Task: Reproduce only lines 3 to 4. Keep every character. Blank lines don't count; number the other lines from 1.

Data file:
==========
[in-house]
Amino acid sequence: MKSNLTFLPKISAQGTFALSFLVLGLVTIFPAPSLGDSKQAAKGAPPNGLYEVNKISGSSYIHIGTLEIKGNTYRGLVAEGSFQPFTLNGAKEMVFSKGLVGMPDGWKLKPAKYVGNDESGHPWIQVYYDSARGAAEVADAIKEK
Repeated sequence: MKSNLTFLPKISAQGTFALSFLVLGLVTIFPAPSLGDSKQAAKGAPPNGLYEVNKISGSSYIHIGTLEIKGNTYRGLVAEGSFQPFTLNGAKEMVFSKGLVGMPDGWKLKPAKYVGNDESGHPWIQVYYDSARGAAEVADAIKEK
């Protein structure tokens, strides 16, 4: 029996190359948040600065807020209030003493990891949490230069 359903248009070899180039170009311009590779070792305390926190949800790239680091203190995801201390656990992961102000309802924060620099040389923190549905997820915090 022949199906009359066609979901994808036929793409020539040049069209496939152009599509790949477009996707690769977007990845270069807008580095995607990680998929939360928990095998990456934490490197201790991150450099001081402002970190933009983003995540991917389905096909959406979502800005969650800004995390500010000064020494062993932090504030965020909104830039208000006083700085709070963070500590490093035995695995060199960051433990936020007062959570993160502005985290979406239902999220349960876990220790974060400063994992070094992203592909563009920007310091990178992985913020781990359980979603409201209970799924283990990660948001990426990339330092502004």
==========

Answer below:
Repeated sequence: MKSNLTFLPKISAQGTFALSFLVLGLVTIFPAPSLGDSKQAAKGAPPNGLYEVNKISGSSYIHIGTLEIKGNTYRGLVAEGSFQPFTLNGAKEMVFSKGLVGMPDGWKLKPAKYVGNDESGHPWIQVYYDSARGAAEVADAIKEK
């Protein structure tokens, strides 16, 4: 029996190359948040600065807020209030003493990891949490230069 359903248009070899180039170009311009590779070792305390926190949800790239680091203190995801201390656990992961102000309802924060620099040389923190549905997820915090 022949199906009359066609979901994808036929793409020539040049069209496939152009599509790949477009996707690769977007990845270069807008580095995607990680998929939360928990095998990456934490490197201790991150450099001081402002970190933009983003995540991917389905096909959406979502800005969650800004995390500010000064020494062993932090504030965020909104830039208000006083700085709070963070500590490093035995695995060199960051433990936020007062959570993160502005985290979406239902999220349960876990220790974060400063994992070094992203592909563009920007310091990178992985913020781990359980979603409201209970799924283990990660948001990426990339330092502004």